- The AV bundle splits into two – a right and a left branch. These then split into many tiny fibres which carry the electrical impulse throughout the ventricles. The ventricles contract and pump blood through one-way valves into large arteries:
- The arteries going from the right ventricle take blood to the lungs.
- The arteries going from the left ventricle take blood to the rest of the body.
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Metarterioles And Capillary Beds
A metarteriole is a type of vessel that has structural characteristics of both an arteriole and a capillary. Slightly larger than the typical capillary, the smooth muscle of the tunica media of the metarteriole is not continuous but forms rings of smooth muscle prior to the entrance to the capillaries. Each metarteriole arises from a terminal arteriole and branches to supply blood to a capillary bed that may consist of 10100 capillaries.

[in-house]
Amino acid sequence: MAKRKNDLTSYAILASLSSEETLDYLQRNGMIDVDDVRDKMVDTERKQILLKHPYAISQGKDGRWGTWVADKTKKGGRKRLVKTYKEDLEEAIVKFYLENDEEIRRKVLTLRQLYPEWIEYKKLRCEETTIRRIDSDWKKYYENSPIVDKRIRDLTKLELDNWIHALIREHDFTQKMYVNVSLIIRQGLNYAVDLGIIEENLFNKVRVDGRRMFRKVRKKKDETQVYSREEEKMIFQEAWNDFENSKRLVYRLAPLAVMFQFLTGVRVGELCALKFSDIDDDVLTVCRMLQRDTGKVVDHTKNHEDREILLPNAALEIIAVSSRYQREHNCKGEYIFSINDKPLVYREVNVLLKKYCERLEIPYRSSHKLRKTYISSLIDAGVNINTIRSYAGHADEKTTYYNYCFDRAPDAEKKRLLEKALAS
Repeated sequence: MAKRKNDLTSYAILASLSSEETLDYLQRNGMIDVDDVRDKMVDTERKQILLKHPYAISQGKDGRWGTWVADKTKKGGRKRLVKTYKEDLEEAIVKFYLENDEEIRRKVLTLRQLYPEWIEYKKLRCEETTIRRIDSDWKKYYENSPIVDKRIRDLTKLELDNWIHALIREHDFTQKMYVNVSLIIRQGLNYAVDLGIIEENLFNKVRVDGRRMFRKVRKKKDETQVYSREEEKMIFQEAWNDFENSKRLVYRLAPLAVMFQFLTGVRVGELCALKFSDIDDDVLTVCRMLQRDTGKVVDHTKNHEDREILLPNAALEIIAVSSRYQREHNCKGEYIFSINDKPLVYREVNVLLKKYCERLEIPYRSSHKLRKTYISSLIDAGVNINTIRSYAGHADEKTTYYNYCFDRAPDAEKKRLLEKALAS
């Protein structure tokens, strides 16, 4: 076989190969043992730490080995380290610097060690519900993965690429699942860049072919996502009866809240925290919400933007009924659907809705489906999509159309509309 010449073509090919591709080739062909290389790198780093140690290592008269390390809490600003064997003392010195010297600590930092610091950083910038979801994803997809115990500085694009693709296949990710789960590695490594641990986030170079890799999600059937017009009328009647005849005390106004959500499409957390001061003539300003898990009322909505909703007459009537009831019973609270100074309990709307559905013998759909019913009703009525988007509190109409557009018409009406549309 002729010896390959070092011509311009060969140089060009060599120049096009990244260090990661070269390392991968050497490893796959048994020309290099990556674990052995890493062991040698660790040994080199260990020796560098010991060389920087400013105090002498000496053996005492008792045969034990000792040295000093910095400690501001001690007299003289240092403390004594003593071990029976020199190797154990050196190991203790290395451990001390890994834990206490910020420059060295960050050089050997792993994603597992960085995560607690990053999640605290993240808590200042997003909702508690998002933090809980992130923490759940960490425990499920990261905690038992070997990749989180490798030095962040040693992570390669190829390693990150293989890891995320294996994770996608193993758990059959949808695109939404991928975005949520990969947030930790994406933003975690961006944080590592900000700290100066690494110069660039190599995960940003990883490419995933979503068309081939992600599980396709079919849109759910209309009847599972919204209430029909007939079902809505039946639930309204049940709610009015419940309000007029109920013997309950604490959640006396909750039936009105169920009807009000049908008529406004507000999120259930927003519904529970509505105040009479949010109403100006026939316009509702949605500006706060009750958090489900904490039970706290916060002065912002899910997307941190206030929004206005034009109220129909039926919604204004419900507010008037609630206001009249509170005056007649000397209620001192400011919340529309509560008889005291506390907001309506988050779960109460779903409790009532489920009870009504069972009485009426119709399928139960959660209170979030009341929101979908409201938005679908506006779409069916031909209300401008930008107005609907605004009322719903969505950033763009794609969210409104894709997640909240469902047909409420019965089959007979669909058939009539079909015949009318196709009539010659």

Although you might expect blood flow through a capillary bed to be smooth, in reality, it moves with an irregular, pulsating flow. This pattern is called vasomotion and is regulated by chemical signals that are triggered in response to changes in internal conditions, such as oxygen, carbon dioxide, hydrogen ion, and lactic acid levels. For example, during strenuous exercise when oxygen levels decrease and carbon dioxide, hydrogen ion, and lactic acid levels all increase, the capillary beds in skeletal muscle are open, as they would be in the digestive system when nutrients are present in the digestive tract. During sleep or rest periods, vessels in both areas are largely closed; they open only occasionally to allow oxygen and nutrient supplies to travel to the tissues to maintain basic life processes.